Study Shows South Dakota Beer Distributors Fuel Nearly 550 Direct Jobs
As Americans prepare to celebrate Labor Day, the National Beer Wholesalers Association (NBWA) and South Dakota's independent beer distributors are recognizing beer distribution industry employees whose work positively impacts the national and state economies.
"From truck drivers to graphic artists and sales representatives, America's beer distribution employees work day in and day out to make this the best beer market in the world," said NBWA President and CEO Craig Purser.
According to the economic impact report America's Beer Distributors: Fueling Jobs, Generating Economic Growth & Delivering Value to Local Communities, more than 3,000 beer distribution facilities directly employ 135,000 men and women in communities across the country.
The report, produced by Dr. Bill Latham and Dr. Ken Lewis of the Center for Applied Business & Economic Research at the University of Delaware, provides a comprehensive look at beer distribution companies' total impact on national and state economies. In addition to the impact of distributor operations, the report accounts for resources contributed by beer distributors in supporting community events and local economic development, contributing to charitable causes and promoting responsible alcohol use.
Key findings include:
South Dakota beer distribution facilities directly employ 547 people, who earn $37.9 million in wages and salaries.
South Dakota beer distributors add $223.4 million to the nation's gross domestic product.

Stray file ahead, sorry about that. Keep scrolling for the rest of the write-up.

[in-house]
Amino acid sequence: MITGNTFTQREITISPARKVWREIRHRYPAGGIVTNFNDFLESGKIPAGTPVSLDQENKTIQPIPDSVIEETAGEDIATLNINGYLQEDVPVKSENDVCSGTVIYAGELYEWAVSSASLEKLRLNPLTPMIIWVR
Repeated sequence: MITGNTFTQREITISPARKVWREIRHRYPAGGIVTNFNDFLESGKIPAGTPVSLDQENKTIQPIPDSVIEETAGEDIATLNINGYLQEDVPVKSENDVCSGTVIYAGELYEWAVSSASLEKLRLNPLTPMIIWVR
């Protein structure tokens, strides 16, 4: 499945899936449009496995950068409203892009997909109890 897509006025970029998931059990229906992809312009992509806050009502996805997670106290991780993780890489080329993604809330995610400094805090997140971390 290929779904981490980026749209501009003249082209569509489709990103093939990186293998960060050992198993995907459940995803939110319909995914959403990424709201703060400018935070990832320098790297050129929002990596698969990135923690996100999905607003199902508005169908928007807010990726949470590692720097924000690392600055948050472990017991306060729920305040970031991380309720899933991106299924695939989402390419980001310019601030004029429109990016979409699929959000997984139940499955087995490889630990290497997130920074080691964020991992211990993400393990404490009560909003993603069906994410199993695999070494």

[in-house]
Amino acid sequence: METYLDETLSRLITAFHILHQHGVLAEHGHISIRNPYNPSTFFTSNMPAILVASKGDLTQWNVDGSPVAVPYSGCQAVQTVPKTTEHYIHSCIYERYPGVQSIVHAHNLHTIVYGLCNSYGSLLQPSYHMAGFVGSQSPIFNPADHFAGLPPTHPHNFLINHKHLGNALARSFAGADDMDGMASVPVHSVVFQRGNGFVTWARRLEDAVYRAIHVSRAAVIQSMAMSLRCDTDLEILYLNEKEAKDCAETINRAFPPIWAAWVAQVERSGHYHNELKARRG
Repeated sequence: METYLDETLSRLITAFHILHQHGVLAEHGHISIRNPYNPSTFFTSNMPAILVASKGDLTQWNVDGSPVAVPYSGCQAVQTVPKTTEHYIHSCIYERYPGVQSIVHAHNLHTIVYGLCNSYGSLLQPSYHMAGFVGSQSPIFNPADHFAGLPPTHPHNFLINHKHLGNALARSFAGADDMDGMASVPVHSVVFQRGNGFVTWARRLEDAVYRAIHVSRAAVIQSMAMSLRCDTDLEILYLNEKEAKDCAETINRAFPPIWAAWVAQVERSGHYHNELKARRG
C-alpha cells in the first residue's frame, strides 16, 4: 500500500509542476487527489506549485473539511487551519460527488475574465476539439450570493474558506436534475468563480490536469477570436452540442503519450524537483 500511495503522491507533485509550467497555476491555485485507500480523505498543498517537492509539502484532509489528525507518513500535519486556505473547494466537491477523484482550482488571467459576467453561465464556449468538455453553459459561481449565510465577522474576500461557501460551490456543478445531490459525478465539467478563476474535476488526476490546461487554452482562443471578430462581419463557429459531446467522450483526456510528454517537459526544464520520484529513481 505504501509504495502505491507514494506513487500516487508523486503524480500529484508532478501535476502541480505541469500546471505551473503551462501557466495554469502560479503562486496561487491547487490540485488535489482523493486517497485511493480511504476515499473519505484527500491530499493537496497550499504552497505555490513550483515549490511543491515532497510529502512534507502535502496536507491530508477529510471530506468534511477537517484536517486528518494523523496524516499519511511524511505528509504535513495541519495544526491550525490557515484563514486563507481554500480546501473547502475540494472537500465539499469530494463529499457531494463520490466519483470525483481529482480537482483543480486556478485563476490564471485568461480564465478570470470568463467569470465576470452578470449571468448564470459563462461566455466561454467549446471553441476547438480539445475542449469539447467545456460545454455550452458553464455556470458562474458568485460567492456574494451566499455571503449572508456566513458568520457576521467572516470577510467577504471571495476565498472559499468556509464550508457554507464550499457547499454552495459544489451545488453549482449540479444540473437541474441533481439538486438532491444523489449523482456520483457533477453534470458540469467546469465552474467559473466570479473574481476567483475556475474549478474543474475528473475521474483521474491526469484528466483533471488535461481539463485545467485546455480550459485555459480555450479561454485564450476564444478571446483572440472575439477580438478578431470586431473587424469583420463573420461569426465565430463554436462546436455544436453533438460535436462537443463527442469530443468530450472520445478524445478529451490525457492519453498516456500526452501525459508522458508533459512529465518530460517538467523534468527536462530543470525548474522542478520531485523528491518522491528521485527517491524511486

South Dakota beer distributor activities generate $536,000 in economic impacts to communities through support of charities, local events and economic development.
South Dakota beer distributor activities contribute $41 million to the federal, state and local tax bases. This does not include an added $36 million in federal, state and local alcohol excise and consumption taxes on beer sold in South Dakota.
The South Dakota beer distribution industry contributes more than $49 million in transportation efficiency for the beer industry each year.
Purser added, "Independent beer distributors do much more than deliver fresh beer. They provide significant economic benefits in their communities through local business-to-business commerce; investments in infrastructure and capital assets; and tax revenue. Beer distributors provide services that help brewers of all sizes grow; improve efficiency for trading partners, especially small brewers and retailers; and ensure consumers have a broad selection of products to enjoy."